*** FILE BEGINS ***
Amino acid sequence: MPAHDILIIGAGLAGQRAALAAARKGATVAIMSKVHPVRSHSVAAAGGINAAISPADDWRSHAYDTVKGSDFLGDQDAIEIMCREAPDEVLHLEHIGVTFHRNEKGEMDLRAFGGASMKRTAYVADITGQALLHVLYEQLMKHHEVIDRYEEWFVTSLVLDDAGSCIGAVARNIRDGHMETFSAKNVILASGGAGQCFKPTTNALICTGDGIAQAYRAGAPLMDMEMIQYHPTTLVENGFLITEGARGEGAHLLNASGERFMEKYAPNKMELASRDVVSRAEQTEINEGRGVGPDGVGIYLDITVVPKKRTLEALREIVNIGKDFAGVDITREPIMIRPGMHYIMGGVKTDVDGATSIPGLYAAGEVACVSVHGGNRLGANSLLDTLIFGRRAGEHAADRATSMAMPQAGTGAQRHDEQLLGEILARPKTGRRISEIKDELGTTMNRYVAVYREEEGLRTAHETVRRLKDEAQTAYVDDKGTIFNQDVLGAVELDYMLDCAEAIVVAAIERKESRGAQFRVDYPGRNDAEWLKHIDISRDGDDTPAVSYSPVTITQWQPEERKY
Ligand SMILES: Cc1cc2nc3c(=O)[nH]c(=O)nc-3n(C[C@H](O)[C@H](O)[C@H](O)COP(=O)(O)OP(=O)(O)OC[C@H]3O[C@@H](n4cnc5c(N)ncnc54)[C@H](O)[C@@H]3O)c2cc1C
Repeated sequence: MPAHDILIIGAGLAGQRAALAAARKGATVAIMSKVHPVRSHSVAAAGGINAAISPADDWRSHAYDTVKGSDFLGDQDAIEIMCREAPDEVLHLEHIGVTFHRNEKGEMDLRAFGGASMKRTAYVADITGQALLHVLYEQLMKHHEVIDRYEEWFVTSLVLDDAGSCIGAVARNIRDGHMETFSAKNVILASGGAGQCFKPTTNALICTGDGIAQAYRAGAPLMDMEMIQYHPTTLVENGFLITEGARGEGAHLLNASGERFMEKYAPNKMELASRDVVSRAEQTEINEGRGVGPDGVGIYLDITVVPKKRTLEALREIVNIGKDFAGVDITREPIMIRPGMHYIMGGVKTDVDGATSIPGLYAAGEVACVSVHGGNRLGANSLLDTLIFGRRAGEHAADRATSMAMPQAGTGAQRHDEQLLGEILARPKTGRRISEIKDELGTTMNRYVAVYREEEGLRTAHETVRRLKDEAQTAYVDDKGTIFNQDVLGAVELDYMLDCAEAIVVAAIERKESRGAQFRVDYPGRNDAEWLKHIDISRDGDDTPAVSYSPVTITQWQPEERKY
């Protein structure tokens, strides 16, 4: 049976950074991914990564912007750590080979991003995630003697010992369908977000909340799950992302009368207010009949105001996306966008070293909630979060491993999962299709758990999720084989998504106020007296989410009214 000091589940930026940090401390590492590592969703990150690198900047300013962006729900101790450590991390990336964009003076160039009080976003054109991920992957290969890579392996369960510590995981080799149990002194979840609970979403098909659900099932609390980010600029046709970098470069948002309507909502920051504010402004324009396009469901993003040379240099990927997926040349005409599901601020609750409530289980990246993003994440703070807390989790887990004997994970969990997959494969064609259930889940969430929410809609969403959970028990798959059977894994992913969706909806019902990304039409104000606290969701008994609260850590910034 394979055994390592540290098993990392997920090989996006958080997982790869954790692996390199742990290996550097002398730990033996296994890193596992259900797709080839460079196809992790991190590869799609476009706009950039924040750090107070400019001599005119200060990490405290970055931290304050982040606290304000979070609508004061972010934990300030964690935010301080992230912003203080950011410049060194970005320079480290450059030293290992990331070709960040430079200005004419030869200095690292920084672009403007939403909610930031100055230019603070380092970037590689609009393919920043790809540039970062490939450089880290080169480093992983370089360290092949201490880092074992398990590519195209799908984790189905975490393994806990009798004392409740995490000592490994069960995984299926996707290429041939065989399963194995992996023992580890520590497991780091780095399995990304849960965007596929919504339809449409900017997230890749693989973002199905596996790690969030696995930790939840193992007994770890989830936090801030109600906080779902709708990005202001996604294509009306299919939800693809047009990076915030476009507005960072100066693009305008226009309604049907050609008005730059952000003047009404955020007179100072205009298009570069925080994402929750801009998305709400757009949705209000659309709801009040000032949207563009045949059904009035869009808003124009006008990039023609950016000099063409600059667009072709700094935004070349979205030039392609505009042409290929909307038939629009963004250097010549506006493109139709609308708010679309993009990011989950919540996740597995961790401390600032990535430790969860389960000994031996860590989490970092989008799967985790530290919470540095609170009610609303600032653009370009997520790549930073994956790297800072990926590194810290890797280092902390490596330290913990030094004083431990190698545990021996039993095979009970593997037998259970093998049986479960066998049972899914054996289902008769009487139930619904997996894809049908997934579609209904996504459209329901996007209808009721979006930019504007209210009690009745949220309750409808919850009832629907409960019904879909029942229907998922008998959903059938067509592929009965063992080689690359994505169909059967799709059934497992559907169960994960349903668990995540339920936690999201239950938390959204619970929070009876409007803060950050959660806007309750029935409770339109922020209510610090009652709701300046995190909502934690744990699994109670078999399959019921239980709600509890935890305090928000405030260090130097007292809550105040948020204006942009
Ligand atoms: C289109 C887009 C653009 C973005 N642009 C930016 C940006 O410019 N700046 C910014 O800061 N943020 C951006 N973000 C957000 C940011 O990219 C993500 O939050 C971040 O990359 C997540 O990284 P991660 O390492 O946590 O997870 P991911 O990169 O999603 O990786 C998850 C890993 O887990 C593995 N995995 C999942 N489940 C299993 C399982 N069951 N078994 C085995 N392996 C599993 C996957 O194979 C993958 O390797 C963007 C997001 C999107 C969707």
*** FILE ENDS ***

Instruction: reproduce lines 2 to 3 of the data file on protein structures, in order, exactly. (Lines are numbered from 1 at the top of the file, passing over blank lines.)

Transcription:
Ligand SMILES: Cc1cc2nc3c(=O)[nH]c(=O)nc-3n(C[C@H](O)[C@H](O)[C@H](O)COP(=O)(O)OP(=O)(O)OC[C@H]3O[C@@H](n4cnc5c(N)ncnc54)[C@H](O)[C@@H]3O)c2cc1C
Repeated sequence: MPAHDILIIGAGLAGQRAALAAARKGATVAIMSKVHPVRSHSVAAAGGINAAISPADDWRSHAYDTVKGSDFLGDQDAIEIMCREAPDEVLHLEHIGVTFHRNEKGEMDLRAFGGASMKRTAYVADITGQALLHVLYEQLMKHHEVIDRYEEWFVTSLVLDDAGSCIGAVARNIRDGHMETFSAKNVILASGGAGQCFKPTTNALICTGDGIAQAYRAGAPLMDMEMIQYHPTTLVENGFLITEGARGEGAHLLNASGERFMEKYAPNKMELASRDVVSRAEQTEINEGRGVGPDGVGIYLDITVVPKKRTLEALREIVNIGKDFAGVDITREPIMIRPGMHYIMGGVKTDVDGATSIPGLYAAGEVACVSVHGGNRLGANSLLDTLIFGRRAGEHAADRATSMAMPQAGTGAQRHDEQLLGEILARPKTGRRISEIKDELGTTMNRYVAVYREEEGLRTAHETVRRLKDEAQTAYVDDKGTIFNQDVLGAVELDYMLDCAEAIVVAAIERKESRGAQFRVDYPGRNDAEWLKHIDISRDGDDTPAVSYSPVTITQWQPEERKY